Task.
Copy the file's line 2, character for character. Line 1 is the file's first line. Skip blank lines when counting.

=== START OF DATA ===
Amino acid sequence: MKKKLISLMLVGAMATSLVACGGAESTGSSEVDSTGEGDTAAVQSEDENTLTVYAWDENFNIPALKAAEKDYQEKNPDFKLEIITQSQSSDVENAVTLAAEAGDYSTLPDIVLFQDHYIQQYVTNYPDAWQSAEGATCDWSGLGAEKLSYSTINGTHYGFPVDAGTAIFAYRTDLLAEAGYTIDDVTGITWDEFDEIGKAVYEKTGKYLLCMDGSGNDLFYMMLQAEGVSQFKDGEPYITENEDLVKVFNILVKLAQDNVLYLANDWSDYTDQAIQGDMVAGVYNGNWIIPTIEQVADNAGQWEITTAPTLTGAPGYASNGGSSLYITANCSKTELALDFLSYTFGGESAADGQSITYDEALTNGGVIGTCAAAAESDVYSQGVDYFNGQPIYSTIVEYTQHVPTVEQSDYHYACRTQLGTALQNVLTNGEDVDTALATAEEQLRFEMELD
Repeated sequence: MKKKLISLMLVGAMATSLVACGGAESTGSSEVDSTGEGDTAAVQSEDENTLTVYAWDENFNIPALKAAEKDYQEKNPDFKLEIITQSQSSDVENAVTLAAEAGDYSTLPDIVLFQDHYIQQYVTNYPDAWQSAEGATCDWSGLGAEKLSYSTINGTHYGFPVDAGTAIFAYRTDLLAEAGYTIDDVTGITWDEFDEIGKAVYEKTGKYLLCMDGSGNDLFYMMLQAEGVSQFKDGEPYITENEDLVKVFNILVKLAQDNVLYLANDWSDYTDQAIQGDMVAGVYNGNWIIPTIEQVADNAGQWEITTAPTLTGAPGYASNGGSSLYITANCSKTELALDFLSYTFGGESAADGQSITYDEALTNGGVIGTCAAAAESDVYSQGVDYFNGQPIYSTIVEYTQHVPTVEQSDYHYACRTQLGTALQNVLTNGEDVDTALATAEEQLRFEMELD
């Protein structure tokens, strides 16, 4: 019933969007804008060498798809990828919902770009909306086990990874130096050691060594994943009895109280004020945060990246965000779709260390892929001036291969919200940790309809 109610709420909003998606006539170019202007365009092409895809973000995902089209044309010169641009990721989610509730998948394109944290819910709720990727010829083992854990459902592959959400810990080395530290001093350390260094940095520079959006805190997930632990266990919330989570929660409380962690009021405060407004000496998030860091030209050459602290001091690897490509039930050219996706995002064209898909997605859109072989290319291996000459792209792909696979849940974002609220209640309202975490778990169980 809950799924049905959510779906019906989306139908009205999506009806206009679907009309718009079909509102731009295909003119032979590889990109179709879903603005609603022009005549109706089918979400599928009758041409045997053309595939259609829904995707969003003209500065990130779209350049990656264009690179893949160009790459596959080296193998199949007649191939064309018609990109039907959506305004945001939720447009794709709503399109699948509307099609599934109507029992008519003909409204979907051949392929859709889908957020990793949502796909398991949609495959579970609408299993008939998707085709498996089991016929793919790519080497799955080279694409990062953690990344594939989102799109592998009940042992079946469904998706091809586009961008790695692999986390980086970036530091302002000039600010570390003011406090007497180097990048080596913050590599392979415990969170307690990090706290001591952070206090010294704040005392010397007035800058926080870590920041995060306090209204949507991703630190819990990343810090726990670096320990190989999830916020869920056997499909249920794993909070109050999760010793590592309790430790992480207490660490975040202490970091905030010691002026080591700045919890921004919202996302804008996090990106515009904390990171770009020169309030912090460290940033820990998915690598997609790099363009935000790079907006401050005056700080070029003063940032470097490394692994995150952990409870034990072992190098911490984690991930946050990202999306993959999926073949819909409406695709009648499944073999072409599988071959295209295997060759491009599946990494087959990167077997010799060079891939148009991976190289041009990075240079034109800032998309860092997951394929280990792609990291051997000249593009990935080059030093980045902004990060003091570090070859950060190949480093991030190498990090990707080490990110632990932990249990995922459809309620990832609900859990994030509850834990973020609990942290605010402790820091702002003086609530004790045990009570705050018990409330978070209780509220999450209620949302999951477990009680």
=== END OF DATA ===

Repeated sequence: MKKKLISLMLVGAMATSLVACGGAESTGSSEVDSTGEGDTAAVQSEDENTLTVYAWDENFNIPALKAAEKDYQEKNPDFKLEIITQSQSSDVENAVTLAAEAGDYSTLPDIVLFQDHYIQQYVTNYPDAWQSAEGATCDWSGLGAEKLSYSTINGTHYGFPVDAGTAIFAYRTDLLAEAGYTIDDVTGITWDEFDEIGKAVYEKTGKYLLCMDGSGNDLFYMMLQAEGVSQFKDGEPYITENEDLVKVFNILVKLAQDNVLYLANDWSDYTDQAIQGDMVAGVYNGNWIIPTIEQVADNAGQWEITTAPTLTGAPGYASNGGSSLYITANCSKTELALDFLSYTFGGESAADGQSITYDEALTNGGVIGTCAAAAESDVYSQGVDYFNGQPIYSTIVEYTQHVPTVEQSDYHYACRTQLGTALQNVLTNGEDVDTALATAEEQLRFEMELD